Say what you will about these LA rockers from the 80s, but the fact is, they have some resilient chops. Dipping into a cauldron of ‘70s materials and putting the unmistakable Poison stamp on them, this band does an admirable job of revisiting – and updating - some of that early era’s Top 40 classics. And while they sound like Poison, sure enough, these original members do not stray too far from the cover’s original take, taking every care to replicate the heart of most songs.
This album of covers contains 8 new cover recordings and gets the rest from past recordings for various projects over the years. Beginning with a “picture-perfect” song of “Little Willy” from Sweet (pre- “Fox on the Run,” and “Ballroom Blitz”), Poison sounds as if they had a load of fun with this one. It’s followed by another excellent cut, this time of “Suffragette City,” a song from early David Bowie and his Ziggy Stardust (1972) album, itself trailed by a very good rendition of a classic Alice Cooper solo effort, “I Never Cry.” Other new cover cuts include “I Need to Know” from Tom Petty and The Heartbreakers’ excellent You’re Gonna Get It! (1978) album, “What I Like About You,” by The Romantics, and two gems, “Can’t You See,” from The Marshall Tucker Band, and a genuine “Dead Flowers,” a country-flavored tune from The Rolling Stones’ classic Sticky Fingers (1971) album.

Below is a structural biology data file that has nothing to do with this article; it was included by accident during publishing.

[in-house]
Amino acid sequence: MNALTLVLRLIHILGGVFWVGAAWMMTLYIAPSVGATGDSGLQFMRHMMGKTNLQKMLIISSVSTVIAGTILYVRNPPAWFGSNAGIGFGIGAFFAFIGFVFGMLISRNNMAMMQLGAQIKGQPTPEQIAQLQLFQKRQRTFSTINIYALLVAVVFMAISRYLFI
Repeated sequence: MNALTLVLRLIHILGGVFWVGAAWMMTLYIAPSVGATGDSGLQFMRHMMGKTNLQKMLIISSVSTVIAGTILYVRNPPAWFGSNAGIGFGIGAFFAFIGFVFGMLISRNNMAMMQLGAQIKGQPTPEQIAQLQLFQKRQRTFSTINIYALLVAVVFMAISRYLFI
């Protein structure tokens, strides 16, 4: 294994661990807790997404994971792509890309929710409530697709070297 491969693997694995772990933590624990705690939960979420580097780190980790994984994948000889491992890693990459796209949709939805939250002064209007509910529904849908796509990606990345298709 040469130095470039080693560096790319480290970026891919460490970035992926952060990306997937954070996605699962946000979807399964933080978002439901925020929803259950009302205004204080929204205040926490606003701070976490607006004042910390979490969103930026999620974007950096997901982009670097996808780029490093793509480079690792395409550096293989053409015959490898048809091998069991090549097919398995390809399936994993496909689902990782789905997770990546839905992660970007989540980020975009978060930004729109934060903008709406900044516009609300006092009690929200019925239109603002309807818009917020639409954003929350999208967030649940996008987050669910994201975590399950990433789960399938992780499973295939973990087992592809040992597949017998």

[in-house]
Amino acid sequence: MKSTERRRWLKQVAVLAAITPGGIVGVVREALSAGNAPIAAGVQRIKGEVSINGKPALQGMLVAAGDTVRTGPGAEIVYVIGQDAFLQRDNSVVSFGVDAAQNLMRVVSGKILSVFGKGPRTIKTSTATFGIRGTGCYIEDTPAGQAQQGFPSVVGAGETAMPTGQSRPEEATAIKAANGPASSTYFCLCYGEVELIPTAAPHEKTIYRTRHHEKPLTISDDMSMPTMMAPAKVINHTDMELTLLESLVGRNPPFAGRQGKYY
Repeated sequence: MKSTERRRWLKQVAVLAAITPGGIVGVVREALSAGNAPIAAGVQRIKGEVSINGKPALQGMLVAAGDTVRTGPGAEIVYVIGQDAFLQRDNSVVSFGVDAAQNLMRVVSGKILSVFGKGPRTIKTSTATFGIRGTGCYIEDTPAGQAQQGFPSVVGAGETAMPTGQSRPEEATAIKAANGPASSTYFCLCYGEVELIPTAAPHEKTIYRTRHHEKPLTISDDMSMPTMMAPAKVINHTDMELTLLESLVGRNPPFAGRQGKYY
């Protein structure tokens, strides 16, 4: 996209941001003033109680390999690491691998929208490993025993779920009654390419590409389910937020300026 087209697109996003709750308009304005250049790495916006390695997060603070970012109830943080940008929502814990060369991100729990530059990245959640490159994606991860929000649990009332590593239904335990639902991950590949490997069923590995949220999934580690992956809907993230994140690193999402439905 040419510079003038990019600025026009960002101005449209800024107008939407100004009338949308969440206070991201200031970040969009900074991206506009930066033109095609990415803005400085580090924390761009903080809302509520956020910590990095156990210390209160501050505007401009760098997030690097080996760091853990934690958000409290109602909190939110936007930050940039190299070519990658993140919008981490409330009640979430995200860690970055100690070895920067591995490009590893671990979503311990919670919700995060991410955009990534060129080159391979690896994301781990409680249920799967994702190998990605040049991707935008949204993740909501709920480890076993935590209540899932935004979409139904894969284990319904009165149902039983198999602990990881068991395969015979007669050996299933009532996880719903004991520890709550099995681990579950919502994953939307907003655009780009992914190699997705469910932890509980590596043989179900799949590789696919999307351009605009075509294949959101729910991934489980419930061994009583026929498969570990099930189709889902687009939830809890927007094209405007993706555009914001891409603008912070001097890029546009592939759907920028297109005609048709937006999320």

The remaining songs arrive via projects such as the Less Than Zero soundtrack (“Rock and Roll All Nite” – 1987), an inclusion from the Poison album, Hollyweird (“Squeeze Box” – 2002), an updated “You Don’t Mess Around With Jim” from their Open Up and Say…Ahh! (1988), and a very good “Your Mama Don’t Dance,” which originally showed up as a bonus track on their 2006 reissue of Look What the Cat Dragged In. They finish with a sturdy reinterpreted cover of Grand Funk Railroad’s “We’re An American Band” found on their The Best of Poison: 20 Years of Rock (2006).
All in all, Poison, who have left their mark as one of the better LA bands from the 80s, have not only paid their respects to the bands whose songs they cover, but also nods to the era that they represent. I thoroughly enjoyed Poison’d! and I’ve a feeling that you will too.